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Foster Grandparents Build Community Connections with Kids

Ms. Lillie Preston, a foster grandma

Three days a week for the past five years, Ms. Lillie Preston boards the senior transportation bus going to the local Head Start Center in Dekalb County, Georgia. When she arrives, she’s surrounded by 3 and 4 year olds, who view Ms. Preston as something of a legend, as someone who emanates love, joy and comfort. They see her as their grandma.

At nearly 70 years of age, Ms. Preston (pictured left) spends her days helping out around the classroom – reading, helping out during craft time, preparing snacks. At nap time, she sits next to the children who are tired but don’t want to lie down and talks softly, telling them stories until they fall asleep. She seems to have an innate sense for the children who need a little bit of extra attention, and slowly, over the course of the year, brings them out of their shell.

It is people like Ms. Preston – kind, warm and positive people – who make the Foster Grandparent program at Easterseals such a treasure in the community.

Started by Congress as part of the Senior Corps in 1965 and implemented by Easterseals in 2011, the program aims to match up seniors over the age of 55 with children who have special needs. The foster grandparents then help with anything from soothing children who have behavioral issues, to attending therapy sessions.

The Foster Grandparent program is just one of the many Easterseals programs for older adults to sustain integration in their communities, and promote wellness, independence and connectivity.

“We don’t exclude anyone from the program,” Jennifer Wilson, project director of the Easterseals Foster Grandparent program, said. “Our view is, you have something to bring to the table. It’s not just academic, it’s emotional as well.”

To become a foster grandparent, you must be at least 55 years of age, you must pass background checks and you cannot be active in the work force. Once in the program, volunteers receive benefits including a stipend for their service. There are also benefits that are immeasurable for the volunteers.

“My doctor thinks this is the best thing since sliced bread,” Ms. Preston said. “I get up, I get dressed, I go out and mingle with the people. It’s exercise.”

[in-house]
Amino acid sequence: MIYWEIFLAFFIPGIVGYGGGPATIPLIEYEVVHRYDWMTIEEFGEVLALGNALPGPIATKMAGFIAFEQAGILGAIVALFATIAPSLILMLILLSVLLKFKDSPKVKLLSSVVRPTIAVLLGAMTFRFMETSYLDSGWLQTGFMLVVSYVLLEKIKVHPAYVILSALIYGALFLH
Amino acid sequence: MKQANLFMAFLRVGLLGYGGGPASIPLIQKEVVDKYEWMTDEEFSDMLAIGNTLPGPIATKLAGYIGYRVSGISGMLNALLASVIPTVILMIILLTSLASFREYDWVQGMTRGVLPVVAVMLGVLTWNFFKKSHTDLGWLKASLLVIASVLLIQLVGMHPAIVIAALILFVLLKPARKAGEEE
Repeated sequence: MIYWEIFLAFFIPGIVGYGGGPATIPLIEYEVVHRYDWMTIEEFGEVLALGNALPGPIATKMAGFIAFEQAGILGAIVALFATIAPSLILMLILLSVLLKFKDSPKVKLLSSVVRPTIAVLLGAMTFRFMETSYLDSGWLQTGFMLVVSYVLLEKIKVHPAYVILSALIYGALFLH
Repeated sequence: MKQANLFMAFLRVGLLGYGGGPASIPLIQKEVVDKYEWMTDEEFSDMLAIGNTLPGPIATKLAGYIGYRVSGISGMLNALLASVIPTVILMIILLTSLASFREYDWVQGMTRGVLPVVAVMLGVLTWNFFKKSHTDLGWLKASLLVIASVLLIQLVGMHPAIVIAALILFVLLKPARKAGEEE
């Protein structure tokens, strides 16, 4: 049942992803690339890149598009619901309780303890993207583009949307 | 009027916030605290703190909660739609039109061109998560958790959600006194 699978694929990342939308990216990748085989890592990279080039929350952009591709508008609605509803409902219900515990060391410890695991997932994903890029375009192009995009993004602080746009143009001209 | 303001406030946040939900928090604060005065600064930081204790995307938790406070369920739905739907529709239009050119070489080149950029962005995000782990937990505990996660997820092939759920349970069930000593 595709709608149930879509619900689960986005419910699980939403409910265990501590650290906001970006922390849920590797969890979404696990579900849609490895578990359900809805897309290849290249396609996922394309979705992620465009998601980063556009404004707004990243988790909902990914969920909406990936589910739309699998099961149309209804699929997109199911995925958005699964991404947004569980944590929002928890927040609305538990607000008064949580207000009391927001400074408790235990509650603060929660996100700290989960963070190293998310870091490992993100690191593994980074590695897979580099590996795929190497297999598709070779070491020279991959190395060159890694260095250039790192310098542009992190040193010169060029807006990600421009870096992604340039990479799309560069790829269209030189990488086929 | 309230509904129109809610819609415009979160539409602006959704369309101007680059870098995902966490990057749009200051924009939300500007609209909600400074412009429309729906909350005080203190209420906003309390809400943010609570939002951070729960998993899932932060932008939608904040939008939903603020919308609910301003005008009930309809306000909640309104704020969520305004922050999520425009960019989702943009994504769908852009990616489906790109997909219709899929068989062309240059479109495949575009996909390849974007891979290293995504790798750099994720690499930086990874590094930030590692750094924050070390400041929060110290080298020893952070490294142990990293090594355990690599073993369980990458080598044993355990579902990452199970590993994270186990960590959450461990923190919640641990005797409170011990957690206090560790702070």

She added that the stipend gives her the extra money to go out and do things that she might not be able to do otherwise, like attend concerts, peruse yard sales and explore flea markets.

Likewise, the children matched with foster grandparents are affected in positive ways by their grandparents.

Ms. Wilson shared one such story of a “grandma” named Ms. Catherine and her foster grandchild, a young boy with autism.

“Every day he would run to her. Her presence was so calming for him,” she said. “He didn’t want to make a move without her being there.”

Ms. Preston also pays special attention to the children in her class whom she knows need the care that comes from a grandparent. When she noticed one boy who needed a bit more attention, she took him to the circus.

Ms. Preston said she hopes every child she has worked with will remember the relationship they built growing up.

“Most of the ‘grandchildren’ have young grandparents who may not be interested in the role of grandparent, or grandparents who don’t live close by. [Some don’t] have any grandparents,” said Ms. Wilson. “To have someone give [the kids] one-one-one attention… [they] love it.”

Ms. Preston encourages any senior eligible for the program to get involved.

“I hope I’ll be able to stay in it until I’m 100 years old!” she chuckled.

The Foster Grandparent Program is just one way Easterseals serves older adults. Find out more about our programs for seniors.

Connect with your local Easterseals to learn more about how you can get involved in your community.

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